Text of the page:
Earlier this week, Sims, a relative of Lisa Strain, alleged incest on Strain and another family member. She detailed an incident that occurred at a hunting camp, where Strain is accused of giving pornography to the family member. Lisa Strain's attorney disputed Sims' account, saying her allegations were salacious. Despite her recent conviction, Lisa Strain has maintained her innocence. The jury selection process began on Monday.
At the trial, a woman who specializes in child exploitation testified against Lisa Strain. She said Strain's victims were children who lacked father figures. The woman's testimony was supported by testimony from a licensed counselor who specialized in child abuse pediatrics. The accuser was not the only one who testified against Strain, and a woman who was accused of rape was in the audience.
The accuser also reported the incident to law enforcement. She said Strain touched him inappropriately as a child. The accuser was incarcerated in Livingston Parish. The victim revealed the incident to investigators when he was in jail. The special agent said the victim broke down in tears when speaking about the abuse. He said he will never forget the raw emotion he felt while speaking to the victim. The victim is a family member of Strain.
Another family member testified to the abuse while he was in high school. He said the victim was often drunk and on the couch. A fourth accuser recalled emotional abuse as a child. He alleged that Lisa Strain once abused him in a hunting camp and on a four-wheeler. The accuser said he would wear two pairs of underwear around Lisa Strain.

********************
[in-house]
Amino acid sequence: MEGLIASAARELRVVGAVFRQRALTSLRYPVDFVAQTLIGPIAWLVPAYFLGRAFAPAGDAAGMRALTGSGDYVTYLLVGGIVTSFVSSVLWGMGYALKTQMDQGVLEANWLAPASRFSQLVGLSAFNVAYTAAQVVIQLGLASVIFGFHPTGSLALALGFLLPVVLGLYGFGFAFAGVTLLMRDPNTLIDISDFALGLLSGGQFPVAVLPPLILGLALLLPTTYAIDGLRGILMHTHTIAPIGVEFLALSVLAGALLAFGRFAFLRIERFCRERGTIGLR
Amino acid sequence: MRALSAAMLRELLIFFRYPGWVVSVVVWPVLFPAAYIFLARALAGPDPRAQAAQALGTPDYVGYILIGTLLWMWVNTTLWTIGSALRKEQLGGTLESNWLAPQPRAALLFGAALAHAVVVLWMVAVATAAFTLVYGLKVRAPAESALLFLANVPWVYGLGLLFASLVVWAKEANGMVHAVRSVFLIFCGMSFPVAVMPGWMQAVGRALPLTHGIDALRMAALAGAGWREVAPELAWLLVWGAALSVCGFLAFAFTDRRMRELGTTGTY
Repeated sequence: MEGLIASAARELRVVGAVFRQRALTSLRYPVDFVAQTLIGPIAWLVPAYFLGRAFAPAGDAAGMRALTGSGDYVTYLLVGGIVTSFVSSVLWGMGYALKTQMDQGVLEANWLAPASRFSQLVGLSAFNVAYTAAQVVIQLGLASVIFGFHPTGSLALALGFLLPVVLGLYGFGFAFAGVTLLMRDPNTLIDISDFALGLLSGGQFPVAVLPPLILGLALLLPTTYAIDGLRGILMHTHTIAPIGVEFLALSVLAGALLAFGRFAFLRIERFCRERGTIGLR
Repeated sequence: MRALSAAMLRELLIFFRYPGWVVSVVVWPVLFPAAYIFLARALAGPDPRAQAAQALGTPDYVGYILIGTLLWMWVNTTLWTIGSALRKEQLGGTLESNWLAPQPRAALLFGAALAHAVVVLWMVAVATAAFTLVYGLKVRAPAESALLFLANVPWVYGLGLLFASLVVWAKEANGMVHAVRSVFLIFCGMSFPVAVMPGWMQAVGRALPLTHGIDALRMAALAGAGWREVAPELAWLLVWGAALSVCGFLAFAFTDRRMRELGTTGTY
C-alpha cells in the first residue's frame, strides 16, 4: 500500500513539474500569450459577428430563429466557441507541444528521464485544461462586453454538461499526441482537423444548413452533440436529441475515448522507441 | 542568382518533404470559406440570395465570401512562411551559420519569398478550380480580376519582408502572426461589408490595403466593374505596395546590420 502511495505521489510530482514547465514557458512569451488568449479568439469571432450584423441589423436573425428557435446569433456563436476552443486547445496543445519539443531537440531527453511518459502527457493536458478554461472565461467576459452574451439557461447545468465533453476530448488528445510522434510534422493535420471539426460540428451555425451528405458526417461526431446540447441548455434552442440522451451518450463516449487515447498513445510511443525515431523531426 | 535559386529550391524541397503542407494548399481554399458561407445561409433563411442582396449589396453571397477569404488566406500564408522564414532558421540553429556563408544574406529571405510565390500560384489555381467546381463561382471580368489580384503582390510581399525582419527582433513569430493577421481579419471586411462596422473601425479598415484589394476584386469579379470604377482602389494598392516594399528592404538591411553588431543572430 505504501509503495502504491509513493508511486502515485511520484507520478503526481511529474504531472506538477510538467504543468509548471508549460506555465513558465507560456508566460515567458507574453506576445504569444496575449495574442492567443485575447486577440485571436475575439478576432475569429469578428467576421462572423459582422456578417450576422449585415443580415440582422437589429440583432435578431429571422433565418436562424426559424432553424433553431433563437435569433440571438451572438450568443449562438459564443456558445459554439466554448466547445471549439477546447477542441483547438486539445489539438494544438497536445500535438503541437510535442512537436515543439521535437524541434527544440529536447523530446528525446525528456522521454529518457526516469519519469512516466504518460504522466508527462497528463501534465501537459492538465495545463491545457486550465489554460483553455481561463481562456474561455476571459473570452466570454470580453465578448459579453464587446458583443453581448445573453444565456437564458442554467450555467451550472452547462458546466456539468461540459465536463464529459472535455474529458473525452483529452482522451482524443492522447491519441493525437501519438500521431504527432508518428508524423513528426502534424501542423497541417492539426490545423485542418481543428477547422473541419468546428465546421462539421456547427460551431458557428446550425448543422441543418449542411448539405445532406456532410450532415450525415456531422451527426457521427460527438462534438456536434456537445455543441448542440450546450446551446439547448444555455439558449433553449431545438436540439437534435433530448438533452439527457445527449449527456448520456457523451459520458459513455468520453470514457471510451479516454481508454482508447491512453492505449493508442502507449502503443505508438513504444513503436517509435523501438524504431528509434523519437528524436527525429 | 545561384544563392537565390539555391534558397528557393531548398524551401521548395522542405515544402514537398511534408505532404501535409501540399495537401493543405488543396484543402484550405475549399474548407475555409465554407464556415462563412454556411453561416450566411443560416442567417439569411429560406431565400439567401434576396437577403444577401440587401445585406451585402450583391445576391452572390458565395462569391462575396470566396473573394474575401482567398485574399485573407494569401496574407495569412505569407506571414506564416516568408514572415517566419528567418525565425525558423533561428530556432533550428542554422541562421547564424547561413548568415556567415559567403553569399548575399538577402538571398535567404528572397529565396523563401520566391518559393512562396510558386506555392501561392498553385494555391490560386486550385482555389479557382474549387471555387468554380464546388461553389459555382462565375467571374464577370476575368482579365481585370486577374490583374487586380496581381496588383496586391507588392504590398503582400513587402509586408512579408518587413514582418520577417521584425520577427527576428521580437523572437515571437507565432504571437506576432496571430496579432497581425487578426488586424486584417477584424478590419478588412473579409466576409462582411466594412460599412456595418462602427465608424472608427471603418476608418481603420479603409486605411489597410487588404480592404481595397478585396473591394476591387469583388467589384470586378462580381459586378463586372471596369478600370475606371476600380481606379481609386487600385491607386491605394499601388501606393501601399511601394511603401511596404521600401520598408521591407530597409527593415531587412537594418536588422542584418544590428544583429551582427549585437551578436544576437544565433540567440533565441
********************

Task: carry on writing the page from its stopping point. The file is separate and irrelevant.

Lisa Strain, the wife of Jack Strain, finished her testimony just before lunch. Although she admitted having contact with some of his alleged victims, Lisa Strain still maintains her husband's innocence. After a 15-minute recess, the trial will resume with a new witness. She also testified that Jack is innocent of the charges.
While the book does not reveal whether Strain married again, it does detail the events leading up to the death of Phil Hartman. In 1988, Strain had sent a card to Brynn and Phil Hartman in celebration of the birth of their son Sean Edward. Brynn Hartman responded with a hate-filled letter.
The defense team for the former sheriff has remained relatively silent since the indictment, but legal analysts expect a more vocal defense this week. The former sheriff's political weight has caused each judge to recuse. This week, the case will be presided by former Lafourche Parish Judge A. Bruce Simpson, who will briefly step out of retirement to oversee the case.